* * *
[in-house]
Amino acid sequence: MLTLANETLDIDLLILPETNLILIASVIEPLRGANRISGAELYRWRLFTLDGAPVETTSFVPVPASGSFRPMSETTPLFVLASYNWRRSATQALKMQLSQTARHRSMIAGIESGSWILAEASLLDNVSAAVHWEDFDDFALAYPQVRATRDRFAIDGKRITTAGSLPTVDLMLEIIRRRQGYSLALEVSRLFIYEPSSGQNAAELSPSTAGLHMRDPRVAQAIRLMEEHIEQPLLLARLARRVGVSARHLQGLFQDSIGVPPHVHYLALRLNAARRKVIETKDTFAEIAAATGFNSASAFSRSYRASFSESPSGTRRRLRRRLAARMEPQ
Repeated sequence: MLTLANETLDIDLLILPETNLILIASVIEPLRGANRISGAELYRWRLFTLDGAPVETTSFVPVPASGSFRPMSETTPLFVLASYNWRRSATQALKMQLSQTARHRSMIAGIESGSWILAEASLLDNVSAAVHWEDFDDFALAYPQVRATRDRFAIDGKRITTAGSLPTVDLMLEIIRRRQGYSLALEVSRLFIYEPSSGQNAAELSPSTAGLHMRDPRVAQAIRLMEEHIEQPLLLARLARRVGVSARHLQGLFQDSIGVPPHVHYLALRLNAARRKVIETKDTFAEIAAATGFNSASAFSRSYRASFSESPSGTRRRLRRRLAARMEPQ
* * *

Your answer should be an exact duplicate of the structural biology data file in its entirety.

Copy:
[in-house]
Amino acid sequence: MLTLANETLDIDLLILPETNLILIASVIEPLRGANRISGAELYRWRLFTLDGAPVETTSFVPVPASGSFRPMSETTPLFVLASYNWRRSATQALKMQLSQTARHRSMIAGIESGSWILAEASLLDNVSAAVHWEDFDDFALAYPQVRATRDRFAIDGKRITTAGSLPTVDLMLEIIRRRQGYSLALEVSRLFIYEPSSGQNAAELSPSTAGLHMRDPRVAQAIRLMEEHIEQPLLLARLARRVGVSARHLQGLFQDSIGVPPHVHYLALRLNAARRKVIETKDTFAEIAAATGFNSASAFSRSYRASFSESPSGTRRRLRRRLAARMEPQ
Repeated sequence: MLTLANETLDIDLLILPETNLILIASVIEPLRGANRISGAELYRWRLFTLDGAPVETTSFVPVPASGSFRPMSETTPLFVLASYNWRRSATQALKMQLSQTARHRSMIAGIESGSWILAEASLLDNVSAAVHWEDFDDFALAYPQVRATRDRFAIDGKRITTAGSLPTVDLMLEIIRRRQGYSLALEVSRLFIYEPSSGQNAAELSPSTAGLHMRDPRVAQAIRLMEEHIEQPLLLARLARRVGVSARHLQGLFQDSIGVPPHVHYLALRLNAARRKVIETKDTFAEIAAATGFNSASAFSRSYRASFSESPSGTRRRLRRRLAARMEPQ